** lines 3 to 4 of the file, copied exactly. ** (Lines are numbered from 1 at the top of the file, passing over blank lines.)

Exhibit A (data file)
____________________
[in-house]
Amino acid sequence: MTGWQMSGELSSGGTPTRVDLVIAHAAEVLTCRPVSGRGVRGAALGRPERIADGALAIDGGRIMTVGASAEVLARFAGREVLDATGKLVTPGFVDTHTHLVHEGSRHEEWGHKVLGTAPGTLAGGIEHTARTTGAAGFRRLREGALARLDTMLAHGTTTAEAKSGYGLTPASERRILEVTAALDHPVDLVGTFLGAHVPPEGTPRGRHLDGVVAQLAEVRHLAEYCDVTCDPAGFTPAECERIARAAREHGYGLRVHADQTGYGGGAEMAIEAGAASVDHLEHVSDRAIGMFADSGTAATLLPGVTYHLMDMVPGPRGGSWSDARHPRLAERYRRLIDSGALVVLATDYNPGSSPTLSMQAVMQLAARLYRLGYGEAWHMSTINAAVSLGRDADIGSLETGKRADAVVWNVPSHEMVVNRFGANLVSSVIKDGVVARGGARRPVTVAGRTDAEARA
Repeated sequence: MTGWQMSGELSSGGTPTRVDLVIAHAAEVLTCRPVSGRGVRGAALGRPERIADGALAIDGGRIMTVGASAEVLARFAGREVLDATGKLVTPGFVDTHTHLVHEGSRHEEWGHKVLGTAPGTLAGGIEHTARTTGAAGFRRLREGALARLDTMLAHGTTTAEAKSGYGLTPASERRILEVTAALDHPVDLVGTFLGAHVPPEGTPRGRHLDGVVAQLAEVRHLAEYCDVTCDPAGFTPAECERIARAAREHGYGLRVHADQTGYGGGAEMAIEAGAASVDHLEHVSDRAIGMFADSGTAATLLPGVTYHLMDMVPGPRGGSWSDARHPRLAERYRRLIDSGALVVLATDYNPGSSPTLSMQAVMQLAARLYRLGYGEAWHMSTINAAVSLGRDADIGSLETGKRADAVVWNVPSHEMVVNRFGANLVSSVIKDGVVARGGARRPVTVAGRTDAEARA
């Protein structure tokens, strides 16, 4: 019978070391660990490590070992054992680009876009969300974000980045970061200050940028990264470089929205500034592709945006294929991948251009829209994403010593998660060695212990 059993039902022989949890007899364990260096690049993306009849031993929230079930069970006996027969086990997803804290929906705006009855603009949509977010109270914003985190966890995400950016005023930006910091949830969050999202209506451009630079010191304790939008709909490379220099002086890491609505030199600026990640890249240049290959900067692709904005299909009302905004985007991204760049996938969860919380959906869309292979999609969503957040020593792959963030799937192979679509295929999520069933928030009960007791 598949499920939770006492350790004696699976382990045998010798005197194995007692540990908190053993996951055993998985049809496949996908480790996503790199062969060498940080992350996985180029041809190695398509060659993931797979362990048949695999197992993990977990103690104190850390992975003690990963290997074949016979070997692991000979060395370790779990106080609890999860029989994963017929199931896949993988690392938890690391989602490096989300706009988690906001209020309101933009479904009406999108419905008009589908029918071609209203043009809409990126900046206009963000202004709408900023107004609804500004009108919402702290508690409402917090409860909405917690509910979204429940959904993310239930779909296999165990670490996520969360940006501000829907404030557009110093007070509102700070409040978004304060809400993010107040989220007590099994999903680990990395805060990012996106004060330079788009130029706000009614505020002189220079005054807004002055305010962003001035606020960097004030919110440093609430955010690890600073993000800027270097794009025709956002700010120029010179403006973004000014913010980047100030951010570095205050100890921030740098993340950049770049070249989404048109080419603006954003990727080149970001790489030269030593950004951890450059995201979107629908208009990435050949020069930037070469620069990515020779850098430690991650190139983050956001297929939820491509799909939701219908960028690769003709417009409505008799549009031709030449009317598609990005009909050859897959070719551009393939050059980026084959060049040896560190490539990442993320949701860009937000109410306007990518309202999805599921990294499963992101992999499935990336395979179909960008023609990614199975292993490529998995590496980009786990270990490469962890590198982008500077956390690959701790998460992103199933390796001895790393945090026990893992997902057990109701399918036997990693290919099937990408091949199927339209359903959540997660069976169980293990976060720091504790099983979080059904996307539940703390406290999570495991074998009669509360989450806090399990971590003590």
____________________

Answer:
Repeated sequence: MTGWQMSGELSSGGTPTRVDLVIAHAAEVLTCRPVSGRGVRGAALGRPERIADGALAIDGGRIMTVGASAEVLARFAGREVLDATGKLVTPGFVDTHTHLVHEGSRHEEWGHKVLGTAPGTLAGGIEHTARTTGAAGFRRLREGALARLDTMLAHGTTTAEAKSGYGLTPASERRILEVTAALDHPVDLVGTFLGAHVPPEGTPRGRHLDGVVAQLAEVRHLAEYCDVTCDPAGFTPAECERIARAAREHGYGLRVHADQTGYGGGAEMAIEAGAASVDHLEHVSDRAIGMFADSGTAATLLPGVTYHLMDMVPGPRGGSWSDARHPRLAERYRRLIDSGALVVLATDYNPGSSPTLSMQAVMQLAARLYRLGYGEAWHMSTINAAVSLGRDADIGSLETGKRADAVVWNVPSHEMVVNRFGANLVSSVIKDGVVARGGARRPVTVAGRTDAEARA
């Protein structure tokens, strides 16, 4: 019978070391660990490590070992054992680009876009969300974000980045970061200050940028990264470089929205500034592709945006294929991948251009829209994403010593998660060695212990 059993039902022989949890007899364990260096690049993306009849031993929230079930069970006996027969086990997803804290929906705006009855603009949509977010109270914003985190966890995400950016005023930006910091949830969050999202209506451009630079010191304790939008709909490379220099002086890491609505030199600026990640890249240049290959900067692709904005299909009302905004985007991204760049996938969860919380959906869309292979999609969503957040020593792959963030799937192979679509295929999520069933928030009960007791 598949499920939770006492350790004696699976382990045998010798005197194995007692540990908190053993996951055993998985049809496949996908480790996503790199062969060498940080992350996985180029041809190695398509060659993931797979362990048949695999197992993990977990103690104190850390992975003690990963290997074949016979070997692991000979060395370790779990106080609890999860029989994963017929199931896949993988690392938890690391989602490096989300706009988690906001209020309101933009479904009406999108419905008009589908029918071609209203043009809409990126900046206009963000202004709408900023107004609804500004009108919402702290508690409402917090409860909405917690509910979204429940959904993310239930779909296999165990670490996520969360940006501000829907404030557009110093007070509102700070409040978004304060809400993010107040989220007590099994999903680990990395805060990012996106004060330079788009130029706000009614505020002189220079005054807004002055305010962003001035606020960097004030919110440093609430955010690890600073993000800027270097794009025709956002700010120029010179403006973004000014913010980047100030951010570095205050100890921030740098993340950049770049070249989404048109080419603006954003990727080149970001790489030269030593950004951890450059995201979107629908208009990435050949020069930037070469620069990515020779850098430690991650190139983050956001297929939820491509799909939701219908960028690769003709417009409505008799549009031709030449009317598609990005009909050859897959070719551009393939050059980026084959060049040896560190490539990442993320949701860009937000109410306007990518309202999805599921990294499963992101992999499935990336395979179909960008023609990614199975292993490529998995590496980009786990270990490469962890590198982008500077956390690959701790998460992103199933390796001895790393945090026990893992997902057990109701399918036997990693290919099937990408091949199927339209359903959540997660069976169980293990976060720091504790099983979080059904996307539940703390406290999570495991074998009669509360989450806090399990971590003590």